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Old 10-12-2008, 19:30   #66
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John Neale has a post and a list on his website which is quite helpful.

Mahina Expedition - Offshore Cruising Instruction
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Old 11-12-2008, 05:42   #67
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Quote:
Originally Posted by Brent Swain View Post
It's naive to believe that after you have put adequate ground trackle and all the equipment and groceries you need to cruise in remote areas, that your boat will still be light. The difference in percentage between an empty and fully loaded boat will be much greater in a boat that was originaly designed with the naive assumption that she would be light while cruising.
Wanna get your cruising over with quickly? If you hate cruising that much, why go?
Brent
So, I get a 50 foot catamaran with a displacement of 8500kg and build it from solid fiberglass or steel and it weighs probably 7000kg in the false belief that this is a good thing.

Add an anchor and chain, a carton of beer a tin of baked beans, some fuel and water, a dinghy outboard and 2 people and its on its lines. Take more gear and its dangerous.

Or

I build same boat from light timber epoxy and it weighs 4700kg leaving3800kg, an extra 3300kg to carry gear more than you're "solid" boat

Or

I build foam Kevlar epoxy and come in around 4000kg and can carry 4500kg

You see, in those last 2 examples I can carry cruising gear and still be at design weight or less and still perform well

In the first example I have an inherently dangerous boat that, if carrying any gear will sail like a pig

Dave
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Old 25-09-2011, 04:04   #68
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Re: ocean going

This is my first post, please be nice!

I did some offshore racing in NZ on a Farr 1020, (10.20 metres, 3700kg), and had some pretty hairy experiences in the Cook Str. Winds on one trip were 40-50kts against a strong current, storm jib, trysail, and 30-hrs of extreme discomfort, but we felt safe enough. It helped that the skipper had 40yrs of experience and kept remarking cheerfully about what a marvellous little boat it was. Farr Yacht Design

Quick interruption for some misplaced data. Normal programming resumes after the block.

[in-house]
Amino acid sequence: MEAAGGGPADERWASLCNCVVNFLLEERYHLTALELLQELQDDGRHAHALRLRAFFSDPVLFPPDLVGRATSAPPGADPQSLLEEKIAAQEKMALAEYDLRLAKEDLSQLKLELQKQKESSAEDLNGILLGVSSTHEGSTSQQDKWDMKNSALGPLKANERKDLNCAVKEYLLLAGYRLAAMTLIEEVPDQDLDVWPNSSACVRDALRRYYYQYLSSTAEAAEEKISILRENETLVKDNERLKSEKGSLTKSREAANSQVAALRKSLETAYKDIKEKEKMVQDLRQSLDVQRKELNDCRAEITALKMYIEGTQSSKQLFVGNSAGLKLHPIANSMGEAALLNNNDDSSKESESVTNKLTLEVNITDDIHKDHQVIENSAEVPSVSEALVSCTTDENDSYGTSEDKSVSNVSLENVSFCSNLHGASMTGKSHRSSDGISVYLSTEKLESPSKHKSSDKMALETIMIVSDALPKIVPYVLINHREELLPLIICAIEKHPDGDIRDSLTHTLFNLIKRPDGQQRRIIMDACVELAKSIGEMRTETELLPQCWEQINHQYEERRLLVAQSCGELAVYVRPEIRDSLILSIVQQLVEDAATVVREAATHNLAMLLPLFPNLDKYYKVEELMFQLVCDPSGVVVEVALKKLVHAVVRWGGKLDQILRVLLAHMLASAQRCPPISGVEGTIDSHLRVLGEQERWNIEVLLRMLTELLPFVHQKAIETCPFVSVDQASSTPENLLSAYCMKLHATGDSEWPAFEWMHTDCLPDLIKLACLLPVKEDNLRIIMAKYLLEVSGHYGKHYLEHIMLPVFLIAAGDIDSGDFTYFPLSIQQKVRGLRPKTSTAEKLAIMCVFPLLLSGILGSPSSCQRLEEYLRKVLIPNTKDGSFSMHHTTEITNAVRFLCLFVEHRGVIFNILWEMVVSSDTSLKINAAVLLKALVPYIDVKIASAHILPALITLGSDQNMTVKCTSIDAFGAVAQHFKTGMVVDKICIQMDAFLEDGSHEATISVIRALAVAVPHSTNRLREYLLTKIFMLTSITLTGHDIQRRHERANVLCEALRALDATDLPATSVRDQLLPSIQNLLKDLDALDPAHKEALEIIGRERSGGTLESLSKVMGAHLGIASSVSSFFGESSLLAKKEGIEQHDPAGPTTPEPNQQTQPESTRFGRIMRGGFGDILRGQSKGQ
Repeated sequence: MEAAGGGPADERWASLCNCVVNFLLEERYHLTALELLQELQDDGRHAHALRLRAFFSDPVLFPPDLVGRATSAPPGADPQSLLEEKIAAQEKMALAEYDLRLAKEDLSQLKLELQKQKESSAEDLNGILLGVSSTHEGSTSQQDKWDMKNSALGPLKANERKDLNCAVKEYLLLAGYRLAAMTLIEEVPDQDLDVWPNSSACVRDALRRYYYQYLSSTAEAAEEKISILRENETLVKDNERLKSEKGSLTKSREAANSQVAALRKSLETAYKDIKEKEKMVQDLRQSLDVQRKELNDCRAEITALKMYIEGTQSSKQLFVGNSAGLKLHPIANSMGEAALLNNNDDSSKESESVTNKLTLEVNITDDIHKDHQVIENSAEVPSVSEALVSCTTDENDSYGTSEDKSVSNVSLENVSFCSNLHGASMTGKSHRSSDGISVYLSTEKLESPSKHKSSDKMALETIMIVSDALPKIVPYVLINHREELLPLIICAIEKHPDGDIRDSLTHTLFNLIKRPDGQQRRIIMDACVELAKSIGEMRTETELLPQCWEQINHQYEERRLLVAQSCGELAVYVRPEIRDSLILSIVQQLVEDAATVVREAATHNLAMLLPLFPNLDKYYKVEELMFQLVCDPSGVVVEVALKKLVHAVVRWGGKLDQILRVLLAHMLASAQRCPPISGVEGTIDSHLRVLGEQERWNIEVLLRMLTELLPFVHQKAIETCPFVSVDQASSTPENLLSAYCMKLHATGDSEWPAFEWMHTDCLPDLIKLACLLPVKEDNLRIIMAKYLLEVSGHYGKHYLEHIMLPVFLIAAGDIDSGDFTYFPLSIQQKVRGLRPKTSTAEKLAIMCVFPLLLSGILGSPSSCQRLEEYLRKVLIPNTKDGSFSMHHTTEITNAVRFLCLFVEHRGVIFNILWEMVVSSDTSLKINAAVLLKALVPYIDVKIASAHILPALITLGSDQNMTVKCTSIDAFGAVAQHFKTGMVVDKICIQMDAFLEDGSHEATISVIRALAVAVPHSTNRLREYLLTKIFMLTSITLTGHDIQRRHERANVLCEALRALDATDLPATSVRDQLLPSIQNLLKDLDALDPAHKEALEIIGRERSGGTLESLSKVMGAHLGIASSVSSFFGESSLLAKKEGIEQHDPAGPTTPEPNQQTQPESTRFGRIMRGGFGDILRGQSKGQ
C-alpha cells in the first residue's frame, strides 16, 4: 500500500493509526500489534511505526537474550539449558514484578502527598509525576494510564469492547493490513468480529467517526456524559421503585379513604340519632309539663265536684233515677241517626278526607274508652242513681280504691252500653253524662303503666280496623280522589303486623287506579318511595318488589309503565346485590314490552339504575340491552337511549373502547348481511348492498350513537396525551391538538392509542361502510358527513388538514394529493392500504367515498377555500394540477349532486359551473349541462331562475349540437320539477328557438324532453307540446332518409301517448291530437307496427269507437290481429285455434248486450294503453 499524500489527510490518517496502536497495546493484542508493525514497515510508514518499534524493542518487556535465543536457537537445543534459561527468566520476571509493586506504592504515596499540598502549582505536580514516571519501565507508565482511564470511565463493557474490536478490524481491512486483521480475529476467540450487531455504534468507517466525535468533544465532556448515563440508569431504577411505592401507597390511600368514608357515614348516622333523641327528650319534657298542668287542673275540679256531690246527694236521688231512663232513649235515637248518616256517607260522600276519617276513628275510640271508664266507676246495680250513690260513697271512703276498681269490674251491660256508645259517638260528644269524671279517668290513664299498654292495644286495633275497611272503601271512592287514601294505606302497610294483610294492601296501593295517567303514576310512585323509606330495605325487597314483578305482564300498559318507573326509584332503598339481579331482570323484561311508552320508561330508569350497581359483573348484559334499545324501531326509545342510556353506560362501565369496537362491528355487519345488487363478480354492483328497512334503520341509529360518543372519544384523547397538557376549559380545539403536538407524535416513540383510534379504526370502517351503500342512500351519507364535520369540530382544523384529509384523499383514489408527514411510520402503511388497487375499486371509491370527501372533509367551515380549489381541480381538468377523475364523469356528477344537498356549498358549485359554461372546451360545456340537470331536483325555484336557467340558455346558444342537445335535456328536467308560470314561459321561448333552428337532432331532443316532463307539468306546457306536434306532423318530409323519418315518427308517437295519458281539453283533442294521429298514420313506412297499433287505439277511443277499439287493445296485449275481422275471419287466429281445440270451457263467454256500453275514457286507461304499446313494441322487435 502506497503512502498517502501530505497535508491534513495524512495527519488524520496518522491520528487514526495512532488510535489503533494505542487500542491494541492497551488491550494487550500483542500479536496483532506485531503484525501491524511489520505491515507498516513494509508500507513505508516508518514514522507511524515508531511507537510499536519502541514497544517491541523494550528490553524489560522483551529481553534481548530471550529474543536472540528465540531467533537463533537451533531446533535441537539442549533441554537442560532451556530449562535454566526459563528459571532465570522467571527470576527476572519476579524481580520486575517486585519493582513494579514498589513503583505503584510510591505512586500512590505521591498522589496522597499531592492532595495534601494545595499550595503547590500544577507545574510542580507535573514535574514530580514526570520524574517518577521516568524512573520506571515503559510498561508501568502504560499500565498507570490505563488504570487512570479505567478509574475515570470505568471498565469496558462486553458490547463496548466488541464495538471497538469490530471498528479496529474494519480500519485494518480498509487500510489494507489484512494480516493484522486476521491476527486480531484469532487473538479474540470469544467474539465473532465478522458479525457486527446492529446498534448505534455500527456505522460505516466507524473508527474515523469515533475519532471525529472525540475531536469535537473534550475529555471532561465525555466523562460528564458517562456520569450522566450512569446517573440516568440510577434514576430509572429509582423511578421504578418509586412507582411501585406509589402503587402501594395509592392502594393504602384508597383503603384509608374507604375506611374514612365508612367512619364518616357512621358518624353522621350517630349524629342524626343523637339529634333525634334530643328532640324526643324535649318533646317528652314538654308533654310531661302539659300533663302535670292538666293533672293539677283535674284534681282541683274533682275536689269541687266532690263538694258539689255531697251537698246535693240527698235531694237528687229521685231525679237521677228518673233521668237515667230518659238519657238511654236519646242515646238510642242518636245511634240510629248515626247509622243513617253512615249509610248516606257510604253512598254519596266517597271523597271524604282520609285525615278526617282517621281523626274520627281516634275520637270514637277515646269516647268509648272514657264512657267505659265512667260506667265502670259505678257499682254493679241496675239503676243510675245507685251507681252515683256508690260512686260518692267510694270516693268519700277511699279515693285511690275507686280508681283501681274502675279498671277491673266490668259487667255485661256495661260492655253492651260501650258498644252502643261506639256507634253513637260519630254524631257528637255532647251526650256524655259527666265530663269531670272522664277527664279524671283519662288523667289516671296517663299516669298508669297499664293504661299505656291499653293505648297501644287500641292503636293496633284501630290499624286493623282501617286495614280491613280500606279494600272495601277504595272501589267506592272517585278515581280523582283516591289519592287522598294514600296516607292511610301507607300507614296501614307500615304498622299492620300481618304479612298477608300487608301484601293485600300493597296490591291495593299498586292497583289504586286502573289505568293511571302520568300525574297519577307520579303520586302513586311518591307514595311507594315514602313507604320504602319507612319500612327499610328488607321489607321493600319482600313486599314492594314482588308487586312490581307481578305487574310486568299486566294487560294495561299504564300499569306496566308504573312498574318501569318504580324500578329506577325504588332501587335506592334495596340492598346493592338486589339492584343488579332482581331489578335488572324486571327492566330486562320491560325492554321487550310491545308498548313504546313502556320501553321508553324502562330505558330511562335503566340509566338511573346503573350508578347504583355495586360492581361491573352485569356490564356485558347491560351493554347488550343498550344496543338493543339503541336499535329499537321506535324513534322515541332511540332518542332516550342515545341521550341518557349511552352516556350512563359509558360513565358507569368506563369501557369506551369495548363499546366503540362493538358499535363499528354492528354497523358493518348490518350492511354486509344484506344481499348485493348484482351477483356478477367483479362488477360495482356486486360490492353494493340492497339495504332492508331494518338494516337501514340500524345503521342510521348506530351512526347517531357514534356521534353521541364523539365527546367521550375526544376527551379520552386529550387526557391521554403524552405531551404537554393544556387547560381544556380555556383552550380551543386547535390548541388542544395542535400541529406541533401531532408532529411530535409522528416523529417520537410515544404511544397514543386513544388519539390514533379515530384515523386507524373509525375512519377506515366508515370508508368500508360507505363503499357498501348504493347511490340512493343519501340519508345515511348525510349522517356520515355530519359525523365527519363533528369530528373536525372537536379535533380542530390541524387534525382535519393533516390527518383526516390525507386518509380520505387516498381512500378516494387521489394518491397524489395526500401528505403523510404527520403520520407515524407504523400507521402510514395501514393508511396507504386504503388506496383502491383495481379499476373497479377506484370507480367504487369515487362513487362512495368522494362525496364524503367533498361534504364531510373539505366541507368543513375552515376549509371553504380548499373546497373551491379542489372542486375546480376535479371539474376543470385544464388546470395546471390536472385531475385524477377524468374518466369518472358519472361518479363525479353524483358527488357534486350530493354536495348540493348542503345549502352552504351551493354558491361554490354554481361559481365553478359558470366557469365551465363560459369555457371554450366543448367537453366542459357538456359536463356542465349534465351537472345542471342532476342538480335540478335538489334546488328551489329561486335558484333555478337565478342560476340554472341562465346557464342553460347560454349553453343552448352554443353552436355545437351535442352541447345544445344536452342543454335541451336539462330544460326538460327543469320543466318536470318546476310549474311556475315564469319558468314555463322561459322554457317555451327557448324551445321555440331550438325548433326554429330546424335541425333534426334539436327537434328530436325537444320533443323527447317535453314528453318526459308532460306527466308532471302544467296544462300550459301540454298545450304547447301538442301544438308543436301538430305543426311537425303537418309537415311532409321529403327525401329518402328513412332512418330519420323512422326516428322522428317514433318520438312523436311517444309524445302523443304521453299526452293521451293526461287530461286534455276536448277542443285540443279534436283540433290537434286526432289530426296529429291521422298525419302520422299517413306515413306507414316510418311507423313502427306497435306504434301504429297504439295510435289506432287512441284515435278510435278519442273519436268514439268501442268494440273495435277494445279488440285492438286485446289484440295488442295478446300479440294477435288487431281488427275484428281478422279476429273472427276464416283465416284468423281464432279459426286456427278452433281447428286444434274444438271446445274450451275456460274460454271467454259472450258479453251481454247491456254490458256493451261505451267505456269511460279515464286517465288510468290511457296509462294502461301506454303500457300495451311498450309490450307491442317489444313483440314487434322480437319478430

More recently, on a run from Taiwan to Hong Kong, winds were averaging 50kts and gusting over 60kts for about 24-hrs. We broke the boom on the first night and had to tidy up the mess in the dark, continuing under headsail only until dawn, then got the trysail up. The skipper pointed out that the nearest place to get the boom fixed was Hong Kong. On the third day, we were so pleased to see the winds dropping to a mere 30-40kts that we put the spinnacker up again. We set a new ISAF record for Taipei-HK, breaking the time set by Ellen Macarthur - in a Janneau Sun Odyssey 49.

Both trips were pretty scary, but after the first few hours you realise that the boat is not going to fall apart any time soon and start to relax. As time passes, and you start to get tired out by the weather, the ability to prepare hot food takes on an almost mystical significance. If your autohelm can't cope, and you're in busy shipping lanes anyway, you need to have an alert energetic person driving - food and a place to rest in comfort are essential between watches.
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Old 25-09-2011, 18:27   #69
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Re: ocean going

Not to flog a dead horse , but you do realise this thread is nearly 3 years old.

Dave